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Most Asked Question

February 20, 2011

Filed under: additive manufacturing — Terry Wohlers @ 09:22

2011 marks our company’s 25th year in business. Over this quarter of a century, I’ve been asked many questions about the company and its origin. The most asked question: How did I get started in additive manufacturing?

I began the company in November 1986 after being at Colorado State University for several years as an instructor and research associate. About half of my time was dedicated to teaching CAD and related subjects and the other half was research. This experience provided the foundation needed to launch a company, which focused on consulting, publishing, and hands-on CAD training, in its early years.

In 1987, I read a short article written by Dr. Joel Orr, a consultant and futurist for which I have a great deal of respect. The article introduced stereolithography from 3D Systems. I thought, wow, if this is possible, it could be the most important invention since the development of CAD itself. Putting the two together could provide an incredibly powerful solution to product development. I saw the potential of being able to create a design and then print it quickly, something we now take for granted.

In April 1989, I chaired a conference session titled “3D Printing and Plotting” as part of the National Computer Graphics Association (NCGA) annual conference and exposition in Philadelphia, Pennsylvania. We had speakers from 3D Systems, DuPont, Helisys (then Hydronetics), and a few other companies. The standing-room only crowd was fascinated by the technology. At the end, one individual in attendance introduced himself to me as an employee of the world’s largest manufacturer of custom-fit in-the-ear hearing aids. He told me that I could expect to hear from him soon.

A short time later, he invited me to visit his company and asked if I would present on the subject of additive manufacturing (then called rapid prototyping) and laser scanning technologies to the top management of the company. Fortunately, I had dabbled a bit with 3D scanning and reverse engineering, but it was all very new back then. The goal: to manufacture hearing aid shells using AM technology. Long story short, I signed a two-year consulting contract with the company. My role was to track the new developments in AM and send monthly reports in the context of hearing aid manufacturing. Also, I made periodic trips to meet with company management.

This company sponsored me to learn as much as possible about additive manufacturing, laser scanning, and special software tools. I attended industry events, read everything I could find on these subjects, and talked with those who knew more than me. I was incredibly happy about the work because I had already started doing some of these things, but now I was being paid handsomely to do it. We produced functional hearing aids using stereolithography and made shells using fused deposition modeling, laminated object manufacturing, laser sintering, and other AM processes. While working for this company on a consulting basis—four years altogether—I met many people at other organizations who also hired me to provide consulting assistance. This is what led to the more than 170 client organizations from 23 countries that we list at our website.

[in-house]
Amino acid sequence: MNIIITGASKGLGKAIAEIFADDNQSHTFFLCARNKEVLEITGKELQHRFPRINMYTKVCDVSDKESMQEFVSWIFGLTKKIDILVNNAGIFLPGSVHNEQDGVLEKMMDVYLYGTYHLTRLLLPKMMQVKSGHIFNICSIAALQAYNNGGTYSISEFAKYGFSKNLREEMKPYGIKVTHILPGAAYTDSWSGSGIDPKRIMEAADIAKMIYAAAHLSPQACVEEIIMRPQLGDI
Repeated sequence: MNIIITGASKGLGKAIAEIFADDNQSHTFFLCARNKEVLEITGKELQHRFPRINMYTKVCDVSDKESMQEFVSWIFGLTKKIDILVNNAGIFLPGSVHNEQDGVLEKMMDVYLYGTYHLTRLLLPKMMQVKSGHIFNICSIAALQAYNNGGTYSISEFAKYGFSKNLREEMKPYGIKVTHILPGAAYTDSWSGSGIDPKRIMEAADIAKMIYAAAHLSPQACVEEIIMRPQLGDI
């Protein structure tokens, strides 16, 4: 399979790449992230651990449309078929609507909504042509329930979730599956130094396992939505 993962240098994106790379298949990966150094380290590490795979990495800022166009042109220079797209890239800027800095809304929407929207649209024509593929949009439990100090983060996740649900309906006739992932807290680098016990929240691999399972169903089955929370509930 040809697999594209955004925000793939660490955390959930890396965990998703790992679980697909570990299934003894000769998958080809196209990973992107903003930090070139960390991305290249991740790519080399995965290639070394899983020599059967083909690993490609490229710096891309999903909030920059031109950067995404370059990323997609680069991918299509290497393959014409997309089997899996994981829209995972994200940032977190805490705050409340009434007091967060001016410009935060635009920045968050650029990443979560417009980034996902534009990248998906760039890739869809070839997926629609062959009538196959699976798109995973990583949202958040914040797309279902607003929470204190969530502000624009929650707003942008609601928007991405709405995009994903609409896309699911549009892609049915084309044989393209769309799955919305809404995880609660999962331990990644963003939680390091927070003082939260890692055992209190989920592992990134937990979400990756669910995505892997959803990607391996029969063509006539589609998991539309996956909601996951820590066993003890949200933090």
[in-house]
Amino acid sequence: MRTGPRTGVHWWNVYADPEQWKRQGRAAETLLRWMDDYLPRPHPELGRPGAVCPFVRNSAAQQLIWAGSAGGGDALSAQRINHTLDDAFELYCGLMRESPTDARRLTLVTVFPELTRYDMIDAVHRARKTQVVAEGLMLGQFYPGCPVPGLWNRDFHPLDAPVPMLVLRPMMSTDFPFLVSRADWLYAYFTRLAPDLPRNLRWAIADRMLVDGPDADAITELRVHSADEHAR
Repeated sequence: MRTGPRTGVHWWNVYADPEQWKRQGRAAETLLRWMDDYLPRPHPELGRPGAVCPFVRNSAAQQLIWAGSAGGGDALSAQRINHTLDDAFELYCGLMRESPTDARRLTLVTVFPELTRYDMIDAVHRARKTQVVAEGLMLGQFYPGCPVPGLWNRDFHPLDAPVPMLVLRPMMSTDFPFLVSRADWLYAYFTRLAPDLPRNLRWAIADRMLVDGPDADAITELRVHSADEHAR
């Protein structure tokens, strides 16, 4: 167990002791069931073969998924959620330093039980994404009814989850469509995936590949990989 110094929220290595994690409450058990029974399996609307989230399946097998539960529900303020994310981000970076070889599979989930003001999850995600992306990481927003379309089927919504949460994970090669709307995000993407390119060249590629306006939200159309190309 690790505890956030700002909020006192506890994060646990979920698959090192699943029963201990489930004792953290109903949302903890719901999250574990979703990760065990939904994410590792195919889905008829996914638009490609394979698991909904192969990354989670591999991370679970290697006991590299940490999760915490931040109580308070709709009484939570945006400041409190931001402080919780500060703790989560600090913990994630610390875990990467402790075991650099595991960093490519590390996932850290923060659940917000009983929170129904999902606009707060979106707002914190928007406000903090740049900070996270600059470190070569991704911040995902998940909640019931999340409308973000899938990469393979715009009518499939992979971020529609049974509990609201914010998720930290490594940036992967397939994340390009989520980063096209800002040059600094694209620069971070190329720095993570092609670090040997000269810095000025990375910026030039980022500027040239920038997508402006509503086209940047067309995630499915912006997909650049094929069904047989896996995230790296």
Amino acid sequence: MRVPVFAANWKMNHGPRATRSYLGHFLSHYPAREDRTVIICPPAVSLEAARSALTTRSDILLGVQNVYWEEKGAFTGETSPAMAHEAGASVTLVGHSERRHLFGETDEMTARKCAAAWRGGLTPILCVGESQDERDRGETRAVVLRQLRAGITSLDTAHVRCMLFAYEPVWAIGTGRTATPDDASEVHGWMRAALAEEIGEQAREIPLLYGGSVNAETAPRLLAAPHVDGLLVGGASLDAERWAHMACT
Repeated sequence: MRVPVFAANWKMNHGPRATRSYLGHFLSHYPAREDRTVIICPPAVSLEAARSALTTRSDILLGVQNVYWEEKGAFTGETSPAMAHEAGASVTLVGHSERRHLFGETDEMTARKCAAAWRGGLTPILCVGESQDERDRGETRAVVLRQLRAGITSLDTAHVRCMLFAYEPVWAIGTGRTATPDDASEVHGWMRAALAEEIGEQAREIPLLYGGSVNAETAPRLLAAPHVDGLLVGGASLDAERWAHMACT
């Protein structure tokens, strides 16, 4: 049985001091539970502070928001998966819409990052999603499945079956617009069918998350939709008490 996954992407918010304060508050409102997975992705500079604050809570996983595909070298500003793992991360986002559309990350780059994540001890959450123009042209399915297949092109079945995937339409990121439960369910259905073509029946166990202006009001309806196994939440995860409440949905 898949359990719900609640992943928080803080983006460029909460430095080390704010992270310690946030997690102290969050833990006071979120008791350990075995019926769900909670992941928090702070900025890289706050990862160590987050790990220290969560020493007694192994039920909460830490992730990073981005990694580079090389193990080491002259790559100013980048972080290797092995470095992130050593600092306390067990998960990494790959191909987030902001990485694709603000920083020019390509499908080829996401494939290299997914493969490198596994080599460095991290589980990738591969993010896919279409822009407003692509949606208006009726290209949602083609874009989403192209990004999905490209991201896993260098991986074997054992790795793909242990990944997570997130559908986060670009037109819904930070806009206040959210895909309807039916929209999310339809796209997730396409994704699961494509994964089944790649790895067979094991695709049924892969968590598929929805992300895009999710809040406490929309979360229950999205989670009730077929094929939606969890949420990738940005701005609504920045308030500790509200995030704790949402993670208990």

Apollo 13

February 3, 2011

Filed under: event — Terry Wohlers @ 15:37

“Houston, we have a problem,” was said 40 years ago and again on January 24, 2011 by Jim Lovell, the astronaut who made the line famous. Lovell, commander of Apollo 13, spoke at SolidWorks World 2011 in San Antonio, Texas. Gene Kranz, former flight director at NASA Mission Control, presented with Lovell as they took the audience of 5,000 back to April 1970. Kranz and his team were instrumental in bringing home Lovell, Jack Swigert, and Fred Haise after an oxygen tank exploded and severely damaged the spacecraft’s electrical system.

The two legendary figures had my attention as they told the story of what happened to the Apollo 13 mission. Even though I knew it had a happy ending, it was very special to hear the story with such vivid detail from the two who were most responsible for how it would conclude. Lovell, now 82, shared the first part and then Kranz jumped in. And then it went back to Lovell and again to Kranz. Their words and presence gripped my attention from start to finish.

Kranz, 77, still carries a look that is as tough as nails. I had a chance to meet and speak with him after a press conference that SolidWorks organized. I told him that I had the privilege of also meeting the late Alan Shepard. Kranz agreed with Shepard that the 1995 film titled Apollo 13 was presented accurately, although it left out technical detail, discussion, and debate that went on behind the scenes.

It was an opportunity of a lifetime to hear Lovell and Kranz. Thanks to SolidWorks for bringing them to the event to share their moving story that occurred at a time when so many Americans were fascinated by the space program. NASA served as inspiration that led many to engineering and related fields. Comments by Lovell at the press conference suggested that he was not entirely happy with the current direction of NASA. Hopefully, the space agency will get back on track and help create another generation of Americans whose passion is science and engineering.